Carlsberg: Our town
The area in the Danish capital, Copenhagen, formerly occupied by the Carlsberg brewery is being developed as a new neighbourhood known as 'Our Town', where the focus will be on proximity, multi-functionality and social sustainability. The idea is to invite people to enjoy urban living and a multitude of activities in the area even before construction of the new buildings begins, so that the architects' designs can be based on the process and how the space is actually used.
Visualisering af den kommende by, Kulturpladsen, Arkitektfirmaet Entasis
The aim of developing the Carlsberg area is to create a multifunctional district with the focus on economic, environmental and social sustainability. The master plan for 'Our Town' was conceived by Entasis Architects, who have drawn up plans for a district which, when completed, will comprise 3000 homes, commercial premises and institutions. There will be cafes and shops at street level and various different types of homes. The original buildings will be given new functions, new, environmentally friendly new buildings will go up, there will be good public transport, and a wealth of cultural offerings will bring the district to life.
One thing that makes 'Our Town' so special is that vitality and activity are being encouraged in the area before the building phase begins. Copenhageners have been invited to take over the area's open spaces and existing buildings. Networks of streets, passages, gardens, squares and buildings open to the public provide scope for all sorts of activities. Flea markets, modern dance events and art exhibitions will entice the citizens into the indoor and outdoor urban spaces. Observing which activities emerge and how well the various events are received will give architects the inspiration they need to design the new neighbourhood's buildings.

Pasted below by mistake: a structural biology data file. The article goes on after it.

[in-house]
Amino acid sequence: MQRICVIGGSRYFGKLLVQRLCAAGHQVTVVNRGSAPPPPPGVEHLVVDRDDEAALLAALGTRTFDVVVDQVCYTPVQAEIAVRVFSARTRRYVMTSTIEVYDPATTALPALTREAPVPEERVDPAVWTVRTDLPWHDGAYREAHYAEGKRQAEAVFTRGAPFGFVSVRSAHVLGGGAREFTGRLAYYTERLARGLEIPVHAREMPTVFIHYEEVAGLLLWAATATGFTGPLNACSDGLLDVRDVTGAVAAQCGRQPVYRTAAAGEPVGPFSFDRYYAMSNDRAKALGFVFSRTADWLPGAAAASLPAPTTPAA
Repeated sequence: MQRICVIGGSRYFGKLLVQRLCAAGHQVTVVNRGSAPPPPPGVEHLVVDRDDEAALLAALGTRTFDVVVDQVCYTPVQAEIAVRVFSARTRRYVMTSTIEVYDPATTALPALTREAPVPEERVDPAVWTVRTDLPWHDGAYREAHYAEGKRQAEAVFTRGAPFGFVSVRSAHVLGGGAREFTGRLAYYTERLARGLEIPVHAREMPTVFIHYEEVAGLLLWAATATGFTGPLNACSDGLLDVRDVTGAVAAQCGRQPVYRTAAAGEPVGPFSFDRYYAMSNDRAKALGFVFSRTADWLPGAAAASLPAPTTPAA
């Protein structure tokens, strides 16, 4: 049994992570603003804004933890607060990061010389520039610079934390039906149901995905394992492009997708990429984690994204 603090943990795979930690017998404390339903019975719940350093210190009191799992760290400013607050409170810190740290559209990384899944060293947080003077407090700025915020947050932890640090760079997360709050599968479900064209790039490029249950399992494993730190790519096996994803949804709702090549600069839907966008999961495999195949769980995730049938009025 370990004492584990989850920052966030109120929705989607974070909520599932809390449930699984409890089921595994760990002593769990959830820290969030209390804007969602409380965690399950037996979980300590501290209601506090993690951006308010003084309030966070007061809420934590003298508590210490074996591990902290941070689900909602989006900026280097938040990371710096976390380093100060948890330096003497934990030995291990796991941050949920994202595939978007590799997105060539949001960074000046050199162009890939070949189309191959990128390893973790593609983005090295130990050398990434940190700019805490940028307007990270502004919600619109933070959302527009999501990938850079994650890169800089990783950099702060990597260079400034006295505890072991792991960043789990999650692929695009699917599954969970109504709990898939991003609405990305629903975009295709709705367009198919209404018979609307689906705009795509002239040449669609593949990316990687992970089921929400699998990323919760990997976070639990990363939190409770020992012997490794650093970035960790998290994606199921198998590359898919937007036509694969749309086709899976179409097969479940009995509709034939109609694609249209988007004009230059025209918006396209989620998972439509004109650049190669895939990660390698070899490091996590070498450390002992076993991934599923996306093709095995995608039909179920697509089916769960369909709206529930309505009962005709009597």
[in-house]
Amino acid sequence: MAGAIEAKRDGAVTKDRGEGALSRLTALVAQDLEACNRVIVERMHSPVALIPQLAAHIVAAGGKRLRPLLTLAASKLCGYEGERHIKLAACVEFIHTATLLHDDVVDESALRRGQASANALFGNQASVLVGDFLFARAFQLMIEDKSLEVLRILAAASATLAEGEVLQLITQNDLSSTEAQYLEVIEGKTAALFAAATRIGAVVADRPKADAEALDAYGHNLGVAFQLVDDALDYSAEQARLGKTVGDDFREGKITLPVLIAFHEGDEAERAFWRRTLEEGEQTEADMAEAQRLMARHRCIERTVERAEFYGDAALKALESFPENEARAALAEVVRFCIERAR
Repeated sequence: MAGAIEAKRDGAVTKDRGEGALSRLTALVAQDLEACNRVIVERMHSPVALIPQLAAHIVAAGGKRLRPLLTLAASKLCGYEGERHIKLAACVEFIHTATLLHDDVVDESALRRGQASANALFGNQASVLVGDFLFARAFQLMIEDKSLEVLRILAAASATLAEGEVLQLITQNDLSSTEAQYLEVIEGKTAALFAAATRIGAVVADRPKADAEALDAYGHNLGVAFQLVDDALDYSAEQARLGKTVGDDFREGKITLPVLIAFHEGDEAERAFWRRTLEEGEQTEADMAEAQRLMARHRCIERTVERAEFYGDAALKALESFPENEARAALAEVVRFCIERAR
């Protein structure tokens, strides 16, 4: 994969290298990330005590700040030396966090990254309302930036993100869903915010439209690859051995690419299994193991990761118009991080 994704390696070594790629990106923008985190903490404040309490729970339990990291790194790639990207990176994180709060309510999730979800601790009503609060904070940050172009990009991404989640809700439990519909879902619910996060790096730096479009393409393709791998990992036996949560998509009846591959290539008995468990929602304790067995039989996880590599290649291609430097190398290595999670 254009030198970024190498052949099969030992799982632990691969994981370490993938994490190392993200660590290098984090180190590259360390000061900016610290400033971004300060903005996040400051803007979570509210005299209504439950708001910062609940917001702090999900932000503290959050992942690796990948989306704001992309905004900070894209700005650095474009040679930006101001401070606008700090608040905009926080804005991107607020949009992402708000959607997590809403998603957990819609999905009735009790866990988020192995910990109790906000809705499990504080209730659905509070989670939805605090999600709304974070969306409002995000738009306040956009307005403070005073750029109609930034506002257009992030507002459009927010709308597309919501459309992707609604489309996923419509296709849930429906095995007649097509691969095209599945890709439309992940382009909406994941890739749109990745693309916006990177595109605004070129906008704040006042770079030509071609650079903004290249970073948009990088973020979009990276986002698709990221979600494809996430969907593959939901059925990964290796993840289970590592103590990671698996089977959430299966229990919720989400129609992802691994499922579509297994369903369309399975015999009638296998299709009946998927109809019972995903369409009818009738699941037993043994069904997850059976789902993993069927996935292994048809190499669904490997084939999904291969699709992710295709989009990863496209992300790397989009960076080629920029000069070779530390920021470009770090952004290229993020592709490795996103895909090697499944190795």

The idea is to have a diverse medley of inhabitants from different social layers, generations and ethnic groups. Entasis intends to build a compact neighbourhood bustling with life both inside and in among the buildings. One way of achieving this will be to open the buildings' facades and establish cafes and shops at street level, with homes and offices above. Open spaces will be arranged to accommodate cars, cycles and pedestrians, who will move among each other without regulations, signs or separate walkways/roadways. The dense urban space will allow residents to come and go, get together in the shared areas, while at the same time showing consideration for each other.
Diversity will be achieved by combining rented, cooperative and owner-occupier dwellings in the same buildings. To provide variety in terms of occupancy, 8-10% of residents will pay extremely low rents and may, for example, work as janitors. The idea is that in time, tenants with limited means will improve their financial status through social integration and by making use of the neighbourhood's network, so that ultimately they will be able to buy a share in a cooperative flat or acquire an owner-occupier home. New residents will then be able to move into the cheap rented flats. The homes will be administered by Carlsberg and rented out on the basis of reasoned applications.
It is the intention for vitality and activity to emerge as a result of interaction between the inhabitants, intercultural encounters and the different experiences provided for the inhabitants as well as visitors to the neighbourhood. Many of the buildings will offer public functions at ground level, such as cinemas, theatres, schools and art galleries. By integrating many functions in the neighbourhood itself, people will be able to live, work, attend kindergartens, shop and enjoy cultural activities within the 'town limits'. In this way 'Our Town' will be a place where people have their homes and enjoy coherent everyday lives.
Last updated Tuesday, January 21, 2014